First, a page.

Saturday, March 26, 2011

Developing Understanding in Algebra and Geometry

Last week, my district brought in a Pre-AP math consultant to work with us on Pre-AP Strategies. Initally, most of us were not pleased with having to miss a day of school to attend a PD day, mainly because we had missed 2 weeks of school in February due to a blizzard and we have end of course exams coming in mid April, so a lost instructional day was not high on our to-do list. However, we were also very grateful that the district was trying to bring in PD that would be applicable and ready to implement. In a nutshell, we had a great day :) Here are some tidbits of knowledge that I took from it...

General comments
"You (the student) will feel uncomfortable in this room! Your brain will hurt daily!"

The "Rule of 4" should be on every assessment and potentially every problem.

Make the kids communicate in complete mathematical sentences. Communication helps ALL kids - the answer alone does not. With just the answer, the struggling kid still doesn't know what to do or where to start.

Students should be asked to read, interpret, communicate, draw, label, compute, and explain/justify on a regular basis.

We as teachers should not have to put "Show all work" on every test - this should be an implied directive that they do no matter what.

More Specific Ideas
One of the key components of the workshop was the focus on how to communicate mathematically both your process and your product. One of the activities she used came from the Math Connections book by Dale Seymour. She used the "What are you likely to be asked" activity, but in the Amazon link, you can see an example of the "How do you know" activity. I can really see both of these as great warmup/journal prompts or even as exit slips.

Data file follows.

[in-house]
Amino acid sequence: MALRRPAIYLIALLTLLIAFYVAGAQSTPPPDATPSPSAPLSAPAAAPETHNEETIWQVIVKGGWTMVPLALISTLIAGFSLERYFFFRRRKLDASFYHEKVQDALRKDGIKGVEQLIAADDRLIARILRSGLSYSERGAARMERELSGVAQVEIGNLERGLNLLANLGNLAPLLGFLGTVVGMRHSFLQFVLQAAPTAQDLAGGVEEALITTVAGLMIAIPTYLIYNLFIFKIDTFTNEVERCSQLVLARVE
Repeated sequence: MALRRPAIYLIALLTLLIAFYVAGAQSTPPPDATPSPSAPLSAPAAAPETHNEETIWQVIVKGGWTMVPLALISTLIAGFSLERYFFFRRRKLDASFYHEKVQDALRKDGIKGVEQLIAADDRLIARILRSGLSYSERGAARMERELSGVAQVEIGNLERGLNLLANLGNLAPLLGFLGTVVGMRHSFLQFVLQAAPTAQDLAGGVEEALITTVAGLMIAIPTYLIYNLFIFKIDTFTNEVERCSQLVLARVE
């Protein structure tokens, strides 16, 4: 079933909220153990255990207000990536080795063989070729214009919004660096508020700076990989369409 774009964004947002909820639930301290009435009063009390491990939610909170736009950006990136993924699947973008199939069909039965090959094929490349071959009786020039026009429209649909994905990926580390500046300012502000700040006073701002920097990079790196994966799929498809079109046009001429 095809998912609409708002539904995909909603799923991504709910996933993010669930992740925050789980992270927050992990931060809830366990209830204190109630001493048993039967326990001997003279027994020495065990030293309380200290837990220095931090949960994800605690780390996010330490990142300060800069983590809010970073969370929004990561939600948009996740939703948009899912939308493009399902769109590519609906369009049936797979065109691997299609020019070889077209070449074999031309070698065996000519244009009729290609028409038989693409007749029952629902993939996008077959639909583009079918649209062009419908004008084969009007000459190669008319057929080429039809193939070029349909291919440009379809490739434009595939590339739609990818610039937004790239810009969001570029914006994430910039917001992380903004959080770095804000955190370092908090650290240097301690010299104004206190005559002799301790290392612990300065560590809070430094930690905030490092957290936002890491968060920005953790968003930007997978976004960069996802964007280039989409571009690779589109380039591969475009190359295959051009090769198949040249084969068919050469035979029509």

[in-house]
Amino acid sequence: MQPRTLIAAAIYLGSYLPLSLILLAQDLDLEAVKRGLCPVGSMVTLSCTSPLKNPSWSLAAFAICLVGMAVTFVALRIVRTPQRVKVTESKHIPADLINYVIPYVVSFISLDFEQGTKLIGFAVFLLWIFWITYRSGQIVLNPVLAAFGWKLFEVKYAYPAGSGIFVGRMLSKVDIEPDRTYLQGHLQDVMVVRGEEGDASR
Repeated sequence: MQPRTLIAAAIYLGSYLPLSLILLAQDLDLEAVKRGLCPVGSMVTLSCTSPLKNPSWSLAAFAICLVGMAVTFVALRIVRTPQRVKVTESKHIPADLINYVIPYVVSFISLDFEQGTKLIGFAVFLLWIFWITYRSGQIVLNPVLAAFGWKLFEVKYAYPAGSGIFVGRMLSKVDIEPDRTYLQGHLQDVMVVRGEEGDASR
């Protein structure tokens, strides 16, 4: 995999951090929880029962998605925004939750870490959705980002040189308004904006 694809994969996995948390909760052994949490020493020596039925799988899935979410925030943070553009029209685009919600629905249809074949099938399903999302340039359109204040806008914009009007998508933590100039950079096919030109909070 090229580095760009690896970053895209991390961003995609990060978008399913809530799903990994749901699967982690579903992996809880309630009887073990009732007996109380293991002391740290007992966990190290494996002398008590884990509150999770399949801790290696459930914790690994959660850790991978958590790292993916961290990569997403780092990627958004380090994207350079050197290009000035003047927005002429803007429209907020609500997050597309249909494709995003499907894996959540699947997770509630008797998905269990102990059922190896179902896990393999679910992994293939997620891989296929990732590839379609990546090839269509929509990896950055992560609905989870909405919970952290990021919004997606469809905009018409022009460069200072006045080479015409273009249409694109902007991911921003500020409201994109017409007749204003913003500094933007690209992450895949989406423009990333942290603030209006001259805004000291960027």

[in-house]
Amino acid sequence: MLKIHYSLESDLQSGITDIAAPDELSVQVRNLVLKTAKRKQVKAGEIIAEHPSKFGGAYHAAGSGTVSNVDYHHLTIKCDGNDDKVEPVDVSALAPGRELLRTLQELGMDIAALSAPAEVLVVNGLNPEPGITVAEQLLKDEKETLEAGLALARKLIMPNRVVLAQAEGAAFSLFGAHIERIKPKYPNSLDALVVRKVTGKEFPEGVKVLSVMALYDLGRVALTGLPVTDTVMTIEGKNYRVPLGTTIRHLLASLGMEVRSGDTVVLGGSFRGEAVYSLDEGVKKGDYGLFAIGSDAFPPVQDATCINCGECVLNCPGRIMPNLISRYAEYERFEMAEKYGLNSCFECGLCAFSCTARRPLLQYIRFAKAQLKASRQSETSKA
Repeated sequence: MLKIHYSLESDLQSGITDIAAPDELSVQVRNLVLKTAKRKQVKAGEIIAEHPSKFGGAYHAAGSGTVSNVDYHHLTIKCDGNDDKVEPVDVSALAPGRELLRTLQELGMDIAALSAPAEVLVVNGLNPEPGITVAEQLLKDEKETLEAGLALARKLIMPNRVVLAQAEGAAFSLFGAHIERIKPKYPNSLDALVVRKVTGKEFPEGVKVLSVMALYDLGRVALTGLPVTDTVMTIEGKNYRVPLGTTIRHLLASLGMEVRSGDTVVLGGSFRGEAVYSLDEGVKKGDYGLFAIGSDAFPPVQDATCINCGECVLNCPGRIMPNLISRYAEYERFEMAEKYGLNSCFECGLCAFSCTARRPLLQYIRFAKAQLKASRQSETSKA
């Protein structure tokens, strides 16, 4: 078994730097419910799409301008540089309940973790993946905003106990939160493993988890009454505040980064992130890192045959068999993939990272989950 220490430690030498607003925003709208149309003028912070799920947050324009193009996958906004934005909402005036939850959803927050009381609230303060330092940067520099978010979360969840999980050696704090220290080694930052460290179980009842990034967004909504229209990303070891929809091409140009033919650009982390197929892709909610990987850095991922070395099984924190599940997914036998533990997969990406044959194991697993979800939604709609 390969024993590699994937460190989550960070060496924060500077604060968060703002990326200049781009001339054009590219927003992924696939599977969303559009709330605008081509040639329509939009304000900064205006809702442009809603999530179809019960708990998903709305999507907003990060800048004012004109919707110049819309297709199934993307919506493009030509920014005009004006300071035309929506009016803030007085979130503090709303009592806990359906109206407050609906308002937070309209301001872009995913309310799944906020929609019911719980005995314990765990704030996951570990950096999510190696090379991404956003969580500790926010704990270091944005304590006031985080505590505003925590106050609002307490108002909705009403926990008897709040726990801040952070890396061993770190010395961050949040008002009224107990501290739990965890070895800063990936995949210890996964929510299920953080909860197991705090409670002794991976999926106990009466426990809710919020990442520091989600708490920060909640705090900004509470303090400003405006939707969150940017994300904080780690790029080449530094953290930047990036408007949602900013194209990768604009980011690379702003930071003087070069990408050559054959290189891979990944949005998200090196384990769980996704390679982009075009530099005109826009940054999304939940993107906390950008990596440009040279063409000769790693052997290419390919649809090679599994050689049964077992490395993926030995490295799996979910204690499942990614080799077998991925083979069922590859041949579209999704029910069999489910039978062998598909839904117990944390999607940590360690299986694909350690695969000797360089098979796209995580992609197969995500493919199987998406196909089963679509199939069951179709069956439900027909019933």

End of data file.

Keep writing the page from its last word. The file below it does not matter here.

Another idea she had was based on the game "Would you rather?" I think it would be neat to sit down and brainstorm a bunch of these for various courses. This again could be a neat journal activity.

She also refered us to the Algebra Lab website and we looked at the All Tied Up in Knots problem, which explores a system of equations using two ropes, tying knots in each of them and measuring their length. This could be a great pre-ap Algebra problem as you could go into what the y-intercept and slope really mean, which is a vital skill in AP Statistics. I'm eager to go through the other activities on that site to see what else I could use in my classes.

We also explored some neat geometry problems such as constructing a tangram using compass/straightedge, a fun manipulative proof the Pythagorean Theorem, 3D solid constructions using pipecleaner pieces and coffee straws, and peeling an orange to discover that the surface area of a sphere is 4(pi)r^2.

All in all, it was a fun and productive day that really allowed us to get some creative juices flowing.

Saturday, March 19, 2011

Mastery of Objectives

So during a discussion on twitter today, @misscalcul8 and I were discussing the number of objectives taught per week. On average, in Algebra 2, I would say I cover 3-4 objectives. Her question, and a very valid one was this:

So how do you teach to mastery in one day of experience with a LT? I don't meant that critically.